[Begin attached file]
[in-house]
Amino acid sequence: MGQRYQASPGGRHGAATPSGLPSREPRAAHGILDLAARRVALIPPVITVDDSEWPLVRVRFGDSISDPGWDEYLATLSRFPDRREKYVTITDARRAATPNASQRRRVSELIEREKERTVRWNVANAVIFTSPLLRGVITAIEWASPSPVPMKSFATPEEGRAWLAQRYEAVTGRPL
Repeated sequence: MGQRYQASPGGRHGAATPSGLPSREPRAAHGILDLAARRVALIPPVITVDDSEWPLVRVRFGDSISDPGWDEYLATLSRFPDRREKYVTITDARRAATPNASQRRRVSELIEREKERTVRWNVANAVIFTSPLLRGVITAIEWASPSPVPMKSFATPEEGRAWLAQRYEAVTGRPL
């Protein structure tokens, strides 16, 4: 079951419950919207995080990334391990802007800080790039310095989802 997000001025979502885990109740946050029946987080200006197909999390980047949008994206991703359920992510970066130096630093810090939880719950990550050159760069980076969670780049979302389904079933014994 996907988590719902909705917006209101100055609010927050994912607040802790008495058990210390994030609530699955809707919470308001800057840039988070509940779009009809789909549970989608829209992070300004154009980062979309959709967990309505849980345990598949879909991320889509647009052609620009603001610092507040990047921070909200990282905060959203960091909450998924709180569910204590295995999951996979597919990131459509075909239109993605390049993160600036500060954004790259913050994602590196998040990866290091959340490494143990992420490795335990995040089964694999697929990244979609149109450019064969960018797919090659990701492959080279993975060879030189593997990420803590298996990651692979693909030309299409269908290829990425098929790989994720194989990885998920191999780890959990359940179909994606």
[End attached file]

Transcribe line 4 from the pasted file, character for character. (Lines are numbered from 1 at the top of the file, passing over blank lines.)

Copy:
């Protein structure tokens, strides 16, 4: 079951419950919207995080990334391990802007800080790039310095989802 997000001025979502885990109740946050029946987080200006197909999390980047949008994206991703359920992510970066130096630093810090939880719950990550050159760069980076969670780049979302389904079933014994 996907988590719902909705917006209101100055609010927050994912607040802790008495058990210390994030609530699955809707919470308001800057840039988070509940779009009809789909549970989608829209992070300004154009980062979309959709967990309505849980345990598949879909991320889509647009052609620009603001610092507040990047921070909200990282905060959203960091909450998924709180569910204590295995999951996979597919990131459509075909239109993605390049993160600036500060954004790259913050994602590196998040990866290091959340490494143990992420490795335990995040089964694999697929990244979609149109450019064969960018797919090659990701492959080279993975060879030189593997990420803590298996990651692979693909030309299409269908290829990425098929790989994720194989990885998920191999780890959990359940179909994606």